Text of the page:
Solving the Problem of Student STEM Fatigue

Studies show fewer than four in 10 college students who intend to major in a math- or science-based field actually stick with it.

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It’s a problem a good engineer would be eager to tackle: seal a crucial but porous conduit, one leaking more than half its supply. At the U.S. News STEM Solutions conference, however, an expert panel analyzed a leaky pipeline of a different sort: the one taking STEM students from high school to college graduation and beyond.

Studies show fewer than four in 10 college students who intend to major in a math- or science-based field actually stick with it, and only one in four students who do actually graduate. The attrition rate is even worse for minorities and women, who represent just a fraction of first- and second-year college students studying in STEM-related fields.

[SPECIAL REPORT: The U.S. News/Raytheon STEM Index]

The panel, “Bridging the Gap: Overcoming Stem Fatigue,” identified a range of solutions including mentoring students as young as middle-school age to engaging college freshmen in hands-on “experiential learning” to keep them engaged.

Moderated by Dan Berrett, a Chronicle of Higher Education senior reporter, the panelists included Karen Zunkel, a senior administrator at Iowa State University and president of WEPAN, a mentoring association for women engineers; Linsey Malcom-Piqueux, a higher-education administration professor at George Washington University; Peter Kilpatrick, Dean of Engineering at Notre Dame University; and Mary Fernandez, CEO of MentorNet, a group that looks to increase the number of women and minorities in computer engineering.


The panelists agreed: The attrition rate for STEM college students across the board tends to be higher than other disciplines because the coursework -- which typically includes advanced math like calculus and algebra -- is demanding. STEM students overall tend to have lower GPAs, on average, than students in other disciplines; while common, it can be a spirit-breaker for students who lack mentoring, a strong educational foundation or a solid family support system.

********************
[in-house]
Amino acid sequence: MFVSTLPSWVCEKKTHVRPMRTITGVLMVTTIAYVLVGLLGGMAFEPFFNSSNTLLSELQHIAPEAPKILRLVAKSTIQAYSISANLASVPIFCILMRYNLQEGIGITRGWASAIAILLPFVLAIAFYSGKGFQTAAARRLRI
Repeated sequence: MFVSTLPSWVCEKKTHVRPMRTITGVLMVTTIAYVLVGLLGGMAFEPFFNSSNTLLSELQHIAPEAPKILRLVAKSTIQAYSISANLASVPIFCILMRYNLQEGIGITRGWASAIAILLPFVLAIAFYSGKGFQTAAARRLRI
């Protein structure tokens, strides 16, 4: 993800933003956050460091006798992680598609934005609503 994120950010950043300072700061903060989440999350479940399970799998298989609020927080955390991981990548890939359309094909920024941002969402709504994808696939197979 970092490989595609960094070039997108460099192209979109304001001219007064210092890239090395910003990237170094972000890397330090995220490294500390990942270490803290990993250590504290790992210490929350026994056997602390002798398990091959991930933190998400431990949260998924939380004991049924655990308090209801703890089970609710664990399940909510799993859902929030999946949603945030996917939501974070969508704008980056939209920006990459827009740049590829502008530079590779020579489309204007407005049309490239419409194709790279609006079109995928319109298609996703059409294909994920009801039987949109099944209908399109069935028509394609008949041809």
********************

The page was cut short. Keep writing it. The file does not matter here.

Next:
Those challenges, meanwhile, are exacerbated for women and minorities who can find themselves underrepresented in the college classroom.

“We need to think about different policies and practices” that will address those situations, Malcom-Piqueux said. That, she added, includes “barriers to academic preparation that can’t be overlooked," such as poverty, non-native English skills or students who graduated from underperforming schools.

To curb the STEM attrition rate, the panel recommended:

  • Examining the culture and student population in STEM-related classrooms to make sure diversity -- not only of race and gender but background and experience -- becomes a priority. That can involve "changing systemic, fundamental aspects” of that culture, Zunkel said. “It’s not just saying ‘OK, I have a female on my team of five.’ It’s understanding that different people bring different things to the table.”
  • Create partnerships -- school-to-school as well as school-to-industry -- to provide larger learning opportunities and guidance. Fernandez said having access to a professional can make a crucial difference to a struggling student, while Malcom-Piqueux described how some historically black colleges and universities (HBCUs), as well as community colleges, have teamed up with predominantly white institutions to offer courses and dual-degree programs. Of the top 25 producers of African American engineers, she said, eight are HBCUs and nine are larger, predominantly white schools that offer dual degree programs with their HBCU partners.
  • Developing more hands-on programs, like Engineers Without Borders, to keep first- and second-year college students engaged in their STEM disciplines. Kilpatrick said at Notre Dame, students compete in all kinds of “experiential learning” activities, including Robotic Football.

The bottom line, Fernandez said, is academia and industry need to work together to seal the leaky pipeline and build up the “diverse and sustainable” workforce the country needs for the future. When only 2,000 women and 1,150 Latinos receive STEM degrees each year, she said, “It’s a fraction of a fraction of the talent we need… it’s a huge and simply unacceptable brain drain.”

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